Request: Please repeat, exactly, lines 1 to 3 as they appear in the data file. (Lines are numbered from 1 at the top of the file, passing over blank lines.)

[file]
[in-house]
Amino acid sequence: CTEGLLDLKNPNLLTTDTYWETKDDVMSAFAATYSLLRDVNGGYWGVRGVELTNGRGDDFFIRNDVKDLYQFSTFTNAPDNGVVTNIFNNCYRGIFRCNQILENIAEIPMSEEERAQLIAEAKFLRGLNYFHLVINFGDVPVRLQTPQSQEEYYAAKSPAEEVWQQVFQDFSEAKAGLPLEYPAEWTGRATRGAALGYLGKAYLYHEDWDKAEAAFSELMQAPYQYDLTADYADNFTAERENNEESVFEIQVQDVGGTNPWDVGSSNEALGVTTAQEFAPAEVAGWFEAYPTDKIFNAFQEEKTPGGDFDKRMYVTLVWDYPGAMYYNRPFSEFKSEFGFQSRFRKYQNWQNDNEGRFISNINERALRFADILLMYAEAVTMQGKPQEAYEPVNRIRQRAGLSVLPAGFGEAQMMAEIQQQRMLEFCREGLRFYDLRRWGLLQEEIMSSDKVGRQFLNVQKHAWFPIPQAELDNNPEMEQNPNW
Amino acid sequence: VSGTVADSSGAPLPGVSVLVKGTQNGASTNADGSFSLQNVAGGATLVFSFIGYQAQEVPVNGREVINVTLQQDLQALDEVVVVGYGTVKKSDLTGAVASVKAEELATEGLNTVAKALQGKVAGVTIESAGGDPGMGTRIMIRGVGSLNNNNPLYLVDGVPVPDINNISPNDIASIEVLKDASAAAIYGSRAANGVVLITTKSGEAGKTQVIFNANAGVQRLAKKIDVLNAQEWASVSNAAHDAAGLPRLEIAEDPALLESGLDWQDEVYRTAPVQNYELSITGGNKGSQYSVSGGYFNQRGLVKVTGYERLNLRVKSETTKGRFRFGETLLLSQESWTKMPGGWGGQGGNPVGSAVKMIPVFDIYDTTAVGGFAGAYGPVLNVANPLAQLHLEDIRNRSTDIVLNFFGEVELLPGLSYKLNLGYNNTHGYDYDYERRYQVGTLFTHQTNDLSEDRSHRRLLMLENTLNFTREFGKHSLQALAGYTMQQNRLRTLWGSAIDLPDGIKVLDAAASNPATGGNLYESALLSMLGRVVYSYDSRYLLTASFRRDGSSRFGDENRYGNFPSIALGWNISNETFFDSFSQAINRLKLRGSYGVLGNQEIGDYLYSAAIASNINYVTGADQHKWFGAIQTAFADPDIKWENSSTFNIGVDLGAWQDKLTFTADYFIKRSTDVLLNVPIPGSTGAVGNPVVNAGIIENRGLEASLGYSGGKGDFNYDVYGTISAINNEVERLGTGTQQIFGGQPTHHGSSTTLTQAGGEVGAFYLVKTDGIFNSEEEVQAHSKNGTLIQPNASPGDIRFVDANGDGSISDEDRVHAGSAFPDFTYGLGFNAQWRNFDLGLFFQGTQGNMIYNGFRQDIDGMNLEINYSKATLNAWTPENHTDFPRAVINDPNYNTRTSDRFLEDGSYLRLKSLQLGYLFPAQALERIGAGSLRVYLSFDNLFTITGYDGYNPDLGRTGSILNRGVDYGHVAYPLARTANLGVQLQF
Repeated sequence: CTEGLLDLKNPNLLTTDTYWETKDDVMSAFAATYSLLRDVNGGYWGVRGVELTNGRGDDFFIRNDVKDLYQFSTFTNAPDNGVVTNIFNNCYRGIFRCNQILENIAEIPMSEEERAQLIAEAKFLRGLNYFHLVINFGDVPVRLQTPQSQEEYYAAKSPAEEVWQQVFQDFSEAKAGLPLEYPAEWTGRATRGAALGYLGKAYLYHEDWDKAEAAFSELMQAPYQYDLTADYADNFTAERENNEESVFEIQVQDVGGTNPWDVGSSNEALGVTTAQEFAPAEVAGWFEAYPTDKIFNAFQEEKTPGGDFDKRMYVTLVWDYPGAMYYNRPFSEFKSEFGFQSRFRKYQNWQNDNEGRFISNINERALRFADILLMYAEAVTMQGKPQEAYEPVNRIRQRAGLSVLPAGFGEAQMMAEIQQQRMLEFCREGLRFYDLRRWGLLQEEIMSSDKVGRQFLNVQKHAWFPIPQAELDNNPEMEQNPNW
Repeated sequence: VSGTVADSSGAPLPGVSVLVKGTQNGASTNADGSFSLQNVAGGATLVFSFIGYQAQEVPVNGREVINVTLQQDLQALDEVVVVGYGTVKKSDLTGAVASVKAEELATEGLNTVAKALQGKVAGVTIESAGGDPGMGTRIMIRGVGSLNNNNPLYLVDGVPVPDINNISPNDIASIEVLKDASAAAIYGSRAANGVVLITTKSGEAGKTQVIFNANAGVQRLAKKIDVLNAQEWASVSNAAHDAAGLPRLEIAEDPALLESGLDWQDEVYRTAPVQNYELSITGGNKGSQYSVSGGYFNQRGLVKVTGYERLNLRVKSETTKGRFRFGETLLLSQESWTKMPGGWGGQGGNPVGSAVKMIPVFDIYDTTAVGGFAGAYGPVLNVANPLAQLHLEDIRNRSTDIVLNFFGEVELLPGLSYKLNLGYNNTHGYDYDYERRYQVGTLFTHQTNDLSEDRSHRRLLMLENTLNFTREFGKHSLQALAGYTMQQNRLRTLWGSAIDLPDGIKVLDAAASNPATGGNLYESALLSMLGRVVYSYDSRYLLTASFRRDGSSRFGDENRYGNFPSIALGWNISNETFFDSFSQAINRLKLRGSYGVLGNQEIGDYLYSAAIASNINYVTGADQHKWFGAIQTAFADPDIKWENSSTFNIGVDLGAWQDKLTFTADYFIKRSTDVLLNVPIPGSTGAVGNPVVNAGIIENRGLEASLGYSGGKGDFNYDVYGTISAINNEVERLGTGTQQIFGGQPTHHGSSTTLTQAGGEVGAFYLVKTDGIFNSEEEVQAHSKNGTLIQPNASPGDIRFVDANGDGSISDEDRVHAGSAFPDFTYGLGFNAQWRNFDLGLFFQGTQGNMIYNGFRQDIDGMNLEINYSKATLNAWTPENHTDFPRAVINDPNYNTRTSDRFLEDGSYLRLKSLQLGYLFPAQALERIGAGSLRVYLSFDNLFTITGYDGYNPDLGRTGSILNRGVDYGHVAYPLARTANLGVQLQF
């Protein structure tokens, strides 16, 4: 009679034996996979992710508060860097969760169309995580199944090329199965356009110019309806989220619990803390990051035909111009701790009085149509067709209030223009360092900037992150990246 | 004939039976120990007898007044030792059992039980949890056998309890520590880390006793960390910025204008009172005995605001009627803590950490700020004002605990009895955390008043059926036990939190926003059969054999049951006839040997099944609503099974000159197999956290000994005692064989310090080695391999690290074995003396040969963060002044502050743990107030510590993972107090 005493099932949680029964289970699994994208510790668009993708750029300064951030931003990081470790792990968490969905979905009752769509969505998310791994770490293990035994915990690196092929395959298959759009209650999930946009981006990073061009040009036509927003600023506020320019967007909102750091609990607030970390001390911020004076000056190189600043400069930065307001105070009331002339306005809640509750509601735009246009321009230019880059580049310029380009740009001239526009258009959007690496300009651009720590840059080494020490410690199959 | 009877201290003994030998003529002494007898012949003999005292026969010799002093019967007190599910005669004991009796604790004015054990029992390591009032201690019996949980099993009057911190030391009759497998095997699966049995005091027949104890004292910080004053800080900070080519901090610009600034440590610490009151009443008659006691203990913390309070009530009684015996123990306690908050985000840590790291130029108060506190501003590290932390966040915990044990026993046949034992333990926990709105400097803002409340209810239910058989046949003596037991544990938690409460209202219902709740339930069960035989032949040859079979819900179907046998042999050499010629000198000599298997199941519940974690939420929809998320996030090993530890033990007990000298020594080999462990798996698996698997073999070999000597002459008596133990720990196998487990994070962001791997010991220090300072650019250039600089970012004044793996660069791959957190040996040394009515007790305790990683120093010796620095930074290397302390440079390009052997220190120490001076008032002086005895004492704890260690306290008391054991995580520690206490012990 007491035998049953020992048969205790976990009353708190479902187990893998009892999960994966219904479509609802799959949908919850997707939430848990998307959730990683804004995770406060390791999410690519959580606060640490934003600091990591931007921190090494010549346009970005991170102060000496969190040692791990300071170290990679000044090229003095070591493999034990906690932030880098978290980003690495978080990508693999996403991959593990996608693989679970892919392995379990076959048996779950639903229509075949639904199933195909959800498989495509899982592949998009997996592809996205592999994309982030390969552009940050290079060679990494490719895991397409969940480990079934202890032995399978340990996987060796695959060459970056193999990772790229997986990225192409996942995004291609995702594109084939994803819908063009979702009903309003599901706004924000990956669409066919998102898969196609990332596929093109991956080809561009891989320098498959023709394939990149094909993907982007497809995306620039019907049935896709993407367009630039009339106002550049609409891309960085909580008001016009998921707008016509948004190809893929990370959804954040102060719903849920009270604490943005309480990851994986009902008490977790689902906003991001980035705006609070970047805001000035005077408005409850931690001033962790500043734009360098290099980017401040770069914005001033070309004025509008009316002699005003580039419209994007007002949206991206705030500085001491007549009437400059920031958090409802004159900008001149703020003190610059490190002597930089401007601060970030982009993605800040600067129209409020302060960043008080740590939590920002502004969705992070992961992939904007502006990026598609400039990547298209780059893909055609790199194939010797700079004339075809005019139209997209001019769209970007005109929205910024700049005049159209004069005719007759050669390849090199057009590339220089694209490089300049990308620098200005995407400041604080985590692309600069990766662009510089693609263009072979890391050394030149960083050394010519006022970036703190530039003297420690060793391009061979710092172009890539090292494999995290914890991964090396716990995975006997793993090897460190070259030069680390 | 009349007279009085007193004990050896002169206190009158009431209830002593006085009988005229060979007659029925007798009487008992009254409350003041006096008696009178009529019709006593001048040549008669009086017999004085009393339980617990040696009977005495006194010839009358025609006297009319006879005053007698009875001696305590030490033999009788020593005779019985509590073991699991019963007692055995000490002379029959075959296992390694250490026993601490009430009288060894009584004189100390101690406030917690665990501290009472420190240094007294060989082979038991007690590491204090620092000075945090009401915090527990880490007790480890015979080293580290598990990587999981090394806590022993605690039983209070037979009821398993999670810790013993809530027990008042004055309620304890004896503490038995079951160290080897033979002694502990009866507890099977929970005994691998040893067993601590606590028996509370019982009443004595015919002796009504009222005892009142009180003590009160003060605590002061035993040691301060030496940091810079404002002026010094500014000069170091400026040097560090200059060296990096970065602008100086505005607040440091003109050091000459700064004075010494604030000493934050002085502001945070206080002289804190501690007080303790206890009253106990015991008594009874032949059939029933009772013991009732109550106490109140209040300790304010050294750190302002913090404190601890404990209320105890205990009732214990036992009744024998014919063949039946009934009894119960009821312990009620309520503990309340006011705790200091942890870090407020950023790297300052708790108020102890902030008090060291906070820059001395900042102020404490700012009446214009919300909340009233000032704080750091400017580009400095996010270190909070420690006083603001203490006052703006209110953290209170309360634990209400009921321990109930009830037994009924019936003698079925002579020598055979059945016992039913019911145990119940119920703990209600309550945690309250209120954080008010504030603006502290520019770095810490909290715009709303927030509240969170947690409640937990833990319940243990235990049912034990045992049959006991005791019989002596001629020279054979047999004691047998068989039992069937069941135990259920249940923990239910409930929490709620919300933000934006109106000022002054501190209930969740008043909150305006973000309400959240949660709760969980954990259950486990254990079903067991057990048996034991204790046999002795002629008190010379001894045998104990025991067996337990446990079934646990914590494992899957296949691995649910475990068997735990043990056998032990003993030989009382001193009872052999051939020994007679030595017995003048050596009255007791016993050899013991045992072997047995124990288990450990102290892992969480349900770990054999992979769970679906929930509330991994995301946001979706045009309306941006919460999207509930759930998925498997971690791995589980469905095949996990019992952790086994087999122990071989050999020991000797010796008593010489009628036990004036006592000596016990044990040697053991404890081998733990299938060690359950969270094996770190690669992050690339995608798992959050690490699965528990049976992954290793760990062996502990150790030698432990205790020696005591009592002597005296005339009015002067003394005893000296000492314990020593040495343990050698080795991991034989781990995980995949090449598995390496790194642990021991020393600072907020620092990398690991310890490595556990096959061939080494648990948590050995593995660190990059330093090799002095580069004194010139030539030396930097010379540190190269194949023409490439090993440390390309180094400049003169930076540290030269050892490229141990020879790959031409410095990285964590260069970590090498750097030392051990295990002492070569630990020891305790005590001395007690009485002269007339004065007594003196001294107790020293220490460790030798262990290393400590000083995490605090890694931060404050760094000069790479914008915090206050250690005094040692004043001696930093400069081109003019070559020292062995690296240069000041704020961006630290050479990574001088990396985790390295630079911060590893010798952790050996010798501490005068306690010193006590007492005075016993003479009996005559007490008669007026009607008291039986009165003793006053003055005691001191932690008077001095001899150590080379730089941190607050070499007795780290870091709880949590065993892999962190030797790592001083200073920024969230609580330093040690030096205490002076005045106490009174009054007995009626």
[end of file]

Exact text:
[in-house]
Amino acid sequence: CTEGLLDLKNPNLLTTDTYWETKDDVMSAFAATYSLLRDVNGGYWGVRGVELTNGRGDDFFIRNDVKDLYQFSTFTNAPDNGVVTNIFNNCYRGIFRCNQILENIAEIPMSEEERAQLIAEAKFLRGLNYFHLVINFGDVPVRLQTPQSQEEYYAAKSPAEEVWQQVFQDFSEAKAGLPLEYPAEWTGRATRGAALGYLGKAYLYHEDWDKAEAAFSELMQAPYQYDLTADYADNFTAERENNEESVFEIQVQDVGGTNPWDVGSSNEALGVTTAQEFAPAEVAGWFEAYPTDKIFNAFQEEKTPGGDFDKRMYVTLVWDYPGAMYYNRPFSEFKSEFGFQSRFRKYQNWQNDNEGRFISNINERALRFADILLMYAEAVTMQGKPQEAYEPVNRIRQRAGLSVLPAGFGEAQMMAEIQQQRMLEFCREGLRFYDLRRWGLLQEEIMSSDKVGRQFLNVQKHAWFPIPQAELDNNPEMEQNPNW
Amino acid sequence: VSGTVADSSGAPLPGVSVLVKGTQNGASTNADGSFSLQNVAGGATLVFSFIGYQAQEVPVNGREVINVTLQQDLQALDEVVVVGYGTVKKSDLTGAVASVKAEELATEGLNTVAKALQGKVAGVTIESAGGDPGMGTRIMIRGVGSLNNNNPLYLVDGVPVPDINNISPNDIASIEVLKDASAAAIYGSRAANGVVLITTKSGEAGKTQVIFNANAGVQRLAKKIDVLNAQEWASVSNAAHDAAGLPRLEIAEDPALLESGLDWQDEVYRTAPVQNYELSITGGNKGSQYSVSGGYFNQRGLVKVTGYERLNLRVKSETTKGRFRFGETLLLSQESWTKMPGGWGGQGGNPVGSAVKMIPVFDIYDTTAVGGFAGAYGPVLNVANPLAQLHLEDIRNRSTDIVLNFFGEVELLPGLSYKLNLGYNNTHGYDYDYERRYQVGTLFTHQTNDLSEDRSHRRLLMLENTLNFTREFGKHSLQALAGYTMQQNRLRTLWGSAIDLPDGIKVLDAAASNPATGGNLYESALLSMLGRVVYSYDSRYLLTASFRRDGSSRFGDENRYGNFPSIALGWNISNETFFDSFSQAINRLKLRGSYGVLGNQEIGDYLYSAAIASNINYVTGADQHKWFGAIQTAFADPDIKWENSSTFNIGVDLGAWQDKLTFTADYFIKRSTDVLLNVPIPGSTGAVGNPVVNAGIIENRGLEASLGYSGGKGDFNYDVYGTISAINNEVERLGTGTQQIFGGQPTHHGSSTTLTQAGGEVGAFYLVKTDGIFNSEEEVQAHSKNGTLIQPNASPGDIRFVDANGDGSISDEDRVHAGSAFPDFTYGLGFNAQWRNFDLGLFFQGTQGNMIYNGFRQDIDGMNLEINYSKATLNAWTPENHTDFPRAVINDPNYNTRTSDRFLEDGSYLRLKSLQLGYLFPAQALERIGAGSLRVYLSFDNLFTITGYDGYNPDLGRTGSILNRGVDYGHVAYPLARTANLGVQLQF